Throughout history, society has been influenced by a series of factors such as governmental and non-governmental bodies, their laws and rules, media, education, economic factors (GDP, poverty, unemployment) science, technology, globalization and many others. If the influence spread more or less globally, very often the consequences had to be dealt with locally. While for some societies the stream of change came at the right moment and facilitated development, for others it was too powerful, too quick. Limits arose and, with it, a global duty of finding solutions to overcome them.
The African colonisation had a tremendous psychological impact on the native population from the 19th to the 20th century, when its development was profoundly dominated by a “take, don’t build” mindset. Since then a great number of poverty-reduction programmes have happened and are still happening throughout the African continent as we speak, and still poverty remains one of the most challenging barriers the African society (and not only!) is faced with.
At TEDxVienna Unlimited, Auma Obama, activist, humanitarian and sister of the most powerful man in the world, Barack Obama (hello NSA!) recalls the reasons behind the unsustainability of development aid programmes and calls for a change of paradigm in the way we think about poverty. Have a look at her wonderful and inspiring talk:
Progress in education has slowed down during the period of globalization. Children from third world countries often lack access to proper school environments and teaching materials, not to mention the motivation to overcome the limits of their own society.
Samar Jodha, succesful commercial photographer and filmmaker who felt the lack of real meaning in his art work, decided to get involved in communities that he could empower through art. In one of his projects, he started a series of educational programmes, namely photography workshops for children from slums, that have two main goals: ensuring that children’s empowerment through education does not require their disconnection from their own communities and daily activities and awakening their creativity and self-awareness by simpy providing the tools they will never have access to otherwise. By presenting their works in international exhibitions, Jodha manages to collect money that then he sends back to the communities for buying their own stationary. In his talk, Samar Jodha present the incredible results of these projects so we invite you to watch his talk and share his amazing work with your friends.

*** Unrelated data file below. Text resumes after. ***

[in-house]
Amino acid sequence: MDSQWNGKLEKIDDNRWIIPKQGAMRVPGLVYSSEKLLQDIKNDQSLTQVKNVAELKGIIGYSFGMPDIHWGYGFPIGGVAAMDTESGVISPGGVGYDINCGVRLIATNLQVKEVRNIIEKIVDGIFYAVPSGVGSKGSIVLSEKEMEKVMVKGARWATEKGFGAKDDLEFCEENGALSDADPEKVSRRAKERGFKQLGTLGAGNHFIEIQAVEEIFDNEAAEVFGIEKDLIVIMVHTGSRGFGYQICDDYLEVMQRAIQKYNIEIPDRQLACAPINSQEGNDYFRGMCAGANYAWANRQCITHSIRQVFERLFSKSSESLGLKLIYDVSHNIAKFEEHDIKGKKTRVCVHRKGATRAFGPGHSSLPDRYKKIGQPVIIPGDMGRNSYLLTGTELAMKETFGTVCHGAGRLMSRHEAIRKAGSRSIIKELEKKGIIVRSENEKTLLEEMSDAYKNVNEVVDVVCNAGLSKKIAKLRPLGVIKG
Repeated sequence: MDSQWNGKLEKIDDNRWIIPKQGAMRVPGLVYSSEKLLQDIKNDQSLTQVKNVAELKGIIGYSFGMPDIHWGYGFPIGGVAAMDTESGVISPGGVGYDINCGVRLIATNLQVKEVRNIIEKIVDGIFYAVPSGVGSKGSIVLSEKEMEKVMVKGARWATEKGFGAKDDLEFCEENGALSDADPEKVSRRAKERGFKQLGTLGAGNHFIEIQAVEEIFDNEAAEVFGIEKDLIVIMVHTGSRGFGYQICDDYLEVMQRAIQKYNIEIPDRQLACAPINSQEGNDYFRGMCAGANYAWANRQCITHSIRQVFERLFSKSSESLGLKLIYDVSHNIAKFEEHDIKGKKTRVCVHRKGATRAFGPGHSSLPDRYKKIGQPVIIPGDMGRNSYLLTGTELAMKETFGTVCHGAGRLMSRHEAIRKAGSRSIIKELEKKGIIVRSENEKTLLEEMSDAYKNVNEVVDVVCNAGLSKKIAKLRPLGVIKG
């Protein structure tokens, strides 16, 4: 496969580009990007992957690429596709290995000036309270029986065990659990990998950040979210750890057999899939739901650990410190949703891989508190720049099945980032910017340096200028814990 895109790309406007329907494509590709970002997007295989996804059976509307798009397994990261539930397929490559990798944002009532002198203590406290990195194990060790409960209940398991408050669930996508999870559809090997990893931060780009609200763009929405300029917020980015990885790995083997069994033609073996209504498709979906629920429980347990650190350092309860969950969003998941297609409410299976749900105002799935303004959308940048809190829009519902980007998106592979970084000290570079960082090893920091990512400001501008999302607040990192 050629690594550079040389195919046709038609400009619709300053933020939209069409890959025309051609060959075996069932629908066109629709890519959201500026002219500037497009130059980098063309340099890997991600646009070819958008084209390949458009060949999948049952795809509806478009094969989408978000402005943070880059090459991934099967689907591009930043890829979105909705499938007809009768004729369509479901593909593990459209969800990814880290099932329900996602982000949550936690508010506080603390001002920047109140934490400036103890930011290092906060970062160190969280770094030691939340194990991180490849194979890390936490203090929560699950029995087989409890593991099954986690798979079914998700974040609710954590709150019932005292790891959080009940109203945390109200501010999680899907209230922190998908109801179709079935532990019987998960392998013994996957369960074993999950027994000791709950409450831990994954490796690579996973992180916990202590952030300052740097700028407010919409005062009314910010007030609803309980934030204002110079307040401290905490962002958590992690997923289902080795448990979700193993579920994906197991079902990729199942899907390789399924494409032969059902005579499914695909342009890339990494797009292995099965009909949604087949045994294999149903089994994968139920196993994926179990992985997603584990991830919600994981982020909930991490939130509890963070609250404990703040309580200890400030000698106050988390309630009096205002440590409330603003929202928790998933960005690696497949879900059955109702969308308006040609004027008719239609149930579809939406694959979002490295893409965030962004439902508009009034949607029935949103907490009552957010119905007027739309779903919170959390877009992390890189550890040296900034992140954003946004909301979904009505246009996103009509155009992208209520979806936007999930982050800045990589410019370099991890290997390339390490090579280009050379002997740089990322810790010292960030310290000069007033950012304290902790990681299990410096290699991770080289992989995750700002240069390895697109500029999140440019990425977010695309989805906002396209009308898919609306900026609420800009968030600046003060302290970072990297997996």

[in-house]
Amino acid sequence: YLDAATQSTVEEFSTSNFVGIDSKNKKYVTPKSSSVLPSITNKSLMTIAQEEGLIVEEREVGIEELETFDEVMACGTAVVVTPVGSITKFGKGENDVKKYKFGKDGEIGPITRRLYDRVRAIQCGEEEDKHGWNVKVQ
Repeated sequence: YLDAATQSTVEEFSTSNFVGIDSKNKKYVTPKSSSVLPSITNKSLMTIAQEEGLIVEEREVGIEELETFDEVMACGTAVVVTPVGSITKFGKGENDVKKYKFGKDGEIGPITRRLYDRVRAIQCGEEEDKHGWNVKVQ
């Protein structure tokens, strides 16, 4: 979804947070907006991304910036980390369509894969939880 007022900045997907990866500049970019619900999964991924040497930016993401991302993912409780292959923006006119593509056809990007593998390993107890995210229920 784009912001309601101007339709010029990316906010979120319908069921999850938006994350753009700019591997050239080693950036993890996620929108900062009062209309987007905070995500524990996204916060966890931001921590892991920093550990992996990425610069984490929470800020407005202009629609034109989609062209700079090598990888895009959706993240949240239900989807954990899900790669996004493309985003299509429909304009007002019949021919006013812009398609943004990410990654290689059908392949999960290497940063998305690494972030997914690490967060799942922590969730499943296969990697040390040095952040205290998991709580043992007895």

Food chain madness
If you take a look behind the scene of the European food chain, you’ll actually find out the crazy and unlimited streams of tomatoes that are crossing the continent from North to South and East to West. The life of a tomato or a pepper is very adventurous but a closer look into it reveals the main characters of the story: multinational supermarkets, states, the European Union and even the scientific world. What role has each of these in the production and distribution of vegetables around Europe and how “Bio” are “Bio-Tomatoes”? Annemieke Hendriks has “followed” tomatoes around Europe for the past four years and revealed some very interesting processes in her talk at TEDxVienna Unlimited. Enjoy!
Nowadays there are 5 million people born without sexual intercourse and surprisingly (or not) the key driver for this reproduction trend is education. At TEDxVienna Unlimited, Carl Djerassi, inventor of the “Pill” has made some very interesting and startling predictions in terms of the biological power relations between men and women when it comes to reproduction. From IVF (in vitro fertilization), the “Geriatric” continent we live in, to the reasons why contraception is the last on the priorities list of farmaceutical companies, his amazing talk has given the public a great deal of thinking to do, so have a look and let us know what you think.
The ginger paradigm
Technology has changed both the internal and external dynamic structures of organizations, especially the hierarchical ones. Online communication is bringing these organizations in front of a new challenge: How can they solve problems in the context of multiple perspectives? Marc Miletich and Ip Wischin, who started off as filmmakers, have come up with a new approach called the ginger paradigm. The ginger paradigm allows the re-contextualization of problems through a visual narrative map that enables solutions by allowing stakeholders to become co-owners of the problem, by triggering their emotional investment and enabling them to actively participate in organizational matters. To better understand the concept, have a look at their funny and captivating talk: